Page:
How can you craft the perfect pitch to a reporter? The truth is, pitching the media is an art and a craft. It isn’t as simple as doing just one or two things perfectly. You have to meet a set number of criteria that depend on several different variables at any given time. In this Media Pitching guide, we break down what you need to know to increase the likelihood of your pitch getting picked up by top TV producers, reporters and journalists at your favorite publications, newspapers and magazines!

How do I get the media’s attention?

pitching the media

Think like a reporter. Journalists write about stories that will be helpful to their readers. Producers create segments that are interesting to their viewers. Podcasters create content that is of interest to their listeners. If you want to be covered by any of these media outlets, the key is to think about what is most interesting to their audience.  Develop pitch angles from a journalists perspective, not from your own. It’s not about what is interesting to you, it is about what is interesting to them and their audience.

Solve Problems.  Reporters are always interested in uncovering new solutions to current problems that their readers may be facing. For example, maybe you have a unique take on vaping that hasn’t been covered. Propose a solution instead of saying what the problem is. Anyone can share the problem. Your unique perspective as a practitioner and expert source is what is of interest to a reporter. Journalists want to write about topics that will help their readers. Your pitch should be a solution, instead of a way to brag about your company.

Time your pitch with the news cycle.  Be able to answer the question: Why should a reporter write about this today? For example, if you are pitching a story about boating safety, it is unlikely that a reporter will be interested in covering this in the middle of a hurricane warning. Use common sense!

PR Tips & Tricks:

How do you pitch to the press?

The #1 way to pitch the press is by answering the 4 W’s first! So, what are the 4 w’s?

Before pitching a story idea, always be sure to address the following:

  • Why this?
  • Why now?
  • Why should they care?
  • Why should this be covered in the media?

How do you effectively pitch the media?

Making connections with broadcast and print media is vital to the success of your public relations campaign, but as the old saying goes, “You only have one chance to make a first impression.” Just because you think you have a great pitch idea doesn’t mean you’re ready to start pitching the media. Before you hit send, here are several steps to ensure that you maximize your chances at scoring national earned media coverage.


How do you write a publicity pitch? Follow these tips to learn how to write a PR pitch to editors.

10 tips to maximize your chance of scoring top-tier press coverage.

Write the story you want told. Create a package that journalists can pull directly from complete with high-resolution photos, a bio and a fact sheet.  Reporters want you to write the outline of the story for them so they can pitch it to their editor to see if it would be a good fit. Of course they will rewrite everything you are sending and further flesh out the details, but it helps if you can paint the picture for them of the story you want told.  Use numbers and statistics to strengthen credibility. Most importantly, always provide accurate, factual information. Don’t get blacklisted for providing inaccurate information to a reporter.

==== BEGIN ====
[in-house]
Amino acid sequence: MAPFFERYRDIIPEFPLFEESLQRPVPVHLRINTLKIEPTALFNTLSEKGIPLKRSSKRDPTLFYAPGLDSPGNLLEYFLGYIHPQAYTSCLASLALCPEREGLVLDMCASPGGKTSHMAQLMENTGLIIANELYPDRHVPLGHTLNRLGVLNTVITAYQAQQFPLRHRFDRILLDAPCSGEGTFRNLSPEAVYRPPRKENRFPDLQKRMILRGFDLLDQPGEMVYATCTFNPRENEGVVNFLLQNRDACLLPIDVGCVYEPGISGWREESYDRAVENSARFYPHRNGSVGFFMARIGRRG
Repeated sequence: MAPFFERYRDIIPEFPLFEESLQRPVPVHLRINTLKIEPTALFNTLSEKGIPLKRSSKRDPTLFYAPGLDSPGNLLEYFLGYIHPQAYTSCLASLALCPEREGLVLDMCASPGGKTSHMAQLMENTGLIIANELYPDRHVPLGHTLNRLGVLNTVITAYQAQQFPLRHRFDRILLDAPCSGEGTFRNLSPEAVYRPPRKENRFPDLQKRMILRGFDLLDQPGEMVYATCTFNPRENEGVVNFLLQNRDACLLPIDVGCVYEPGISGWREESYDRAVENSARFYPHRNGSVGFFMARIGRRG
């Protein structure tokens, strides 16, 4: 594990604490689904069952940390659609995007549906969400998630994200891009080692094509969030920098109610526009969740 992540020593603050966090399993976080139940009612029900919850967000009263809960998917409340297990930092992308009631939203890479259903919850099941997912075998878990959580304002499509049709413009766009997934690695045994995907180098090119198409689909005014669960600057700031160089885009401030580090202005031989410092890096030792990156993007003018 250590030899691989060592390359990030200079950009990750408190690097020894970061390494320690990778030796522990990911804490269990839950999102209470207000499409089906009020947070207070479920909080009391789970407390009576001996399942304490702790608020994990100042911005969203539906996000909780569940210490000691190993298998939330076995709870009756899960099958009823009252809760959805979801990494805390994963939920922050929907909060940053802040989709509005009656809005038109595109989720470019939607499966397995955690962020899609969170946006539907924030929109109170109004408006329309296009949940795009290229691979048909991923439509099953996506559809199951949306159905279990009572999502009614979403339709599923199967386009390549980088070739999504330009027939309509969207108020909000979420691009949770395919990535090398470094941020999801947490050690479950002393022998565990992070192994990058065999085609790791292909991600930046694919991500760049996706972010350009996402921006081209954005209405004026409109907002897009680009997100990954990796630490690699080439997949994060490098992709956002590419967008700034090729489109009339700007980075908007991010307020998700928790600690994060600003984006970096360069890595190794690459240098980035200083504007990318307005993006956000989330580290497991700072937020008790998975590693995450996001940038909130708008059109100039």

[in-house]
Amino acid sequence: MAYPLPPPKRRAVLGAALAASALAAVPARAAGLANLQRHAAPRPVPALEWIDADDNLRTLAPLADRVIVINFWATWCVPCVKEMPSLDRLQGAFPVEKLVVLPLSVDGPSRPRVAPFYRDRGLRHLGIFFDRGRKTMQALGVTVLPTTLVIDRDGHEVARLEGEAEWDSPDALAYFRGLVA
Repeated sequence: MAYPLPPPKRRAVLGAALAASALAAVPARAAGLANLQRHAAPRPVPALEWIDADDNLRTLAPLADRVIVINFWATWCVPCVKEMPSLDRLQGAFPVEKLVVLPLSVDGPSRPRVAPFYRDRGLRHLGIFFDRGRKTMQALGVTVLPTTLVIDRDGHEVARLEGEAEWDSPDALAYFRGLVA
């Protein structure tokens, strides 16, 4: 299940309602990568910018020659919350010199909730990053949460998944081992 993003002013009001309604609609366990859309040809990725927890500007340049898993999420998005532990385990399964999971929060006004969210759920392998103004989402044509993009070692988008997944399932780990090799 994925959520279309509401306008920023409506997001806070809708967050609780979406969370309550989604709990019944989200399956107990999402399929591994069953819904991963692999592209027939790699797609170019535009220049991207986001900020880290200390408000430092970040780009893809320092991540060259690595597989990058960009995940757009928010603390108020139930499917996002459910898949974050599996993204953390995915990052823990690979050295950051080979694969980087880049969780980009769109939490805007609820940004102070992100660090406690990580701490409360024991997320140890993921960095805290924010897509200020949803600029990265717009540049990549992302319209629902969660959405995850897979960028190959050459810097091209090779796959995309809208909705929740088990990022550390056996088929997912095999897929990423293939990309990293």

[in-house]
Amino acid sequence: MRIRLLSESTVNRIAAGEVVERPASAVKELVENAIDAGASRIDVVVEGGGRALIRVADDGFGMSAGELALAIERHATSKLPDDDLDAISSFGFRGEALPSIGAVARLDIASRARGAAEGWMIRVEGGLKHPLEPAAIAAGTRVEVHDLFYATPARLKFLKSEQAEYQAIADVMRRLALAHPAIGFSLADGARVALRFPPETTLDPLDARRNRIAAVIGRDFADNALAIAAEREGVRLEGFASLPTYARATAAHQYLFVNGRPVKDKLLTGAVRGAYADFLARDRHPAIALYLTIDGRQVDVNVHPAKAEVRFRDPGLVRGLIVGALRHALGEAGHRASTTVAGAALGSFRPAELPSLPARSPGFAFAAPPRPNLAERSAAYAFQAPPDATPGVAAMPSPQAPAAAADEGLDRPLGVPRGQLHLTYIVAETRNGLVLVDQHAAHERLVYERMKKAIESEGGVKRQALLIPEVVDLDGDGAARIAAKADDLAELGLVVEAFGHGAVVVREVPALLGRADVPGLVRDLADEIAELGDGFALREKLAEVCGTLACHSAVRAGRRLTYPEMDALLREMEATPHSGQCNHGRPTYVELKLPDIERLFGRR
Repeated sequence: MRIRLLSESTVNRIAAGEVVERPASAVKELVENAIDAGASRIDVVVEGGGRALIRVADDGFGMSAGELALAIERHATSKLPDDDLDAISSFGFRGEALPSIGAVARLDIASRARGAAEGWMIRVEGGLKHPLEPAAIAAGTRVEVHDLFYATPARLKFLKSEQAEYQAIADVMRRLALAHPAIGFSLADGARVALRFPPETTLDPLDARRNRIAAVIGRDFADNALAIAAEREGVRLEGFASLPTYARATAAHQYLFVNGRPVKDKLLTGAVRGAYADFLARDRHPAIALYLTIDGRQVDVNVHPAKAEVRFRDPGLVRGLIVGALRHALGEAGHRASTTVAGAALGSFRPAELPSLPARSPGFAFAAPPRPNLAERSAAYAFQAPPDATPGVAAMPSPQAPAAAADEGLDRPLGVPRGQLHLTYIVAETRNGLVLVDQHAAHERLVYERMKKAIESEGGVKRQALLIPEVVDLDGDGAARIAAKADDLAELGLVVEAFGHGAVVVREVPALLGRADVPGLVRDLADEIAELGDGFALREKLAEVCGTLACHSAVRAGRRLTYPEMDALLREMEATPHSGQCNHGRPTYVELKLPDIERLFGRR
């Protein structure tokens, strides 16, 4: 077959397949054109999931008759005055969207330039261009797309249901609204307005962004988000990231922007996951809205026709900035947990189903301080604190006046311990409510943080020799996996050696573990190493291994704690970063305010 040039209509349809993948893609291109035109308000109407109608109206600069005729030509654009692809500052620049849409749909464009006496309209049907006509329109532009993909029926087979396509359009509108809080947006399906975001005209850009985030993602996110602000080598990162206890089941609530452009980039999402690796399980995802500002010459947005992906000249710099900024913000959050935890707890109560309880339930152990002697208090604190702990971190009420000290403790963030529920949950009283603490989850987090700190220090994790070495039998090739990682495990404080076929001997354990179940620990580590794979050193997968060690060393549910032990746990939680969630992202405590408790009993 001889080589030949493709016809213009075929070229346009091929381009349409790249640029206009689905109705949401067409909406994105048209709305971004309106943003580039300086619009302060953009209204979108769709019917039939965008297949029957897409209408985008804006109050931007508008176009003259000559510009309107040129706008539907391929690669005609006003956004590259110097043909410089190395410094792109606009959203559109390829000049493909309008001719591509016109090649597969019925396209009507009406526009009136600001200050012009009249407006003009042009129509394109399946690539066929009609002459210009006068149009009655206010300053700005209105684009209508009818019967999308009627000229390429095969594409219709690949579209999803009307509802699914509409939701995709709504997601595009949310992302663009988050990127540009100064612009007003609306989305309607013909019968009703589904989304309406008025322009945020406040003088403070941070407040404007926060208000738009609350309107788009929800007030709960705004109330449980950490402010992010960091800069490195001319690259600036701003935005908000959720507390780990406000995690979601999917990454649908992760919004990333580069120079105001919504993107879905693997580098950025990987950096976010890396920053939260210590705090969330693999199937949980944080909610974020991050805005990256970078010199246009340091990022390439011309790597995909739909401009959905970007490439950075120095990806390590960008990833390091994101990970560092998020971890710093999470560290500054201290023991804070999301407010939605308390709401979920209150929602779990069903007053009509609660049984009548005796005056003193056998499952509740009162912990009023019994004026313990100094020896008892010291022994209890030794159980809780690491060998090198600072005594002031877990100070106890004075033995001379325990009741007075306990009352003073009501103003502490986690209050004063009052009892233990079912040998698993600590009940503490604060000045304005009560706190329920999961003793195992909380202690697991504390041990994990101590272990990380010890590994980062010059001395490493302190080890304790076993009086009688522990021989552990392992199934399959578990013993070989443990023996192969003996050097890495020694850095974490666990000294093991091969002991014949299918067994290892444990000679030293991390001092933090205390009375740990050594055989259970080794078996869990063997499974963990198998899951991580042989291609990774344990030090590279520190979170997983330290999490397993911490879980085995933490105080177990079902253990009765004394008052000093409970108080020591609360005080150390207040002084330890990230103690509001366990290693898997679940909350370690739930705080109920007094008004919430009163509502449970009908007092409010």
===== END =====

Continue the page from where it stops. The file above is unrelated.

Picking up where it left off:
PR Tip: Be disruptive. Is your business disrupting the status quo in a specific industry? If so, point that out and show how! 

Pitch the right editor. It sounds simple, but editors and producers move around frequently, and you could be pitching an editor who moved on to another publication six months ago. Take a few minutes to research the newspaper or TV station to make sure that the journalist is still on staff and that you have the right spelling of their name. For example, you’re about to pitch a media outlet a great segment idea about your newest product, but the contact name on your media list is actually the name of the entertainment editor. Make sure that you have the right person for your pitch and their correct email address. Also, don’t assume that the entertainment editor will send the pitch to the correct editor for you.

PR Tip: Sending a blanket pitch to everyone on staff is always a bad idea. Make sure your pitch is targeted to the right editor. 

Watch and read the news. Are you pitching The View? Make sure you’ve watched a few episodes. Are you pitching The New York Times travel editor? Read the section before pitching. Refer back to previous articles the journalist has written to make sure your pitch is focused on what they currently cover. Oddly enough, most people who pitch the media make the mistake of never researching them first. Consume the media like it is your full time job. Study the publications that competitors are mentioned in and contact those media outlets first. Your story must have “breaking news” value to it. Evergreen content is great for your web site, but not so great if you are pitching the media.

PR Tip: Watch the news. Read the publications that you want to get coverage in.

Time your pitch. Confine your pitching to the media on the days your pitch is most likely to be opened. The best days for pitching journalists are Tuesday, Wednesday or Thursday. Emails sent on Friday will get pushed down by all the other emails coming in on the weekend.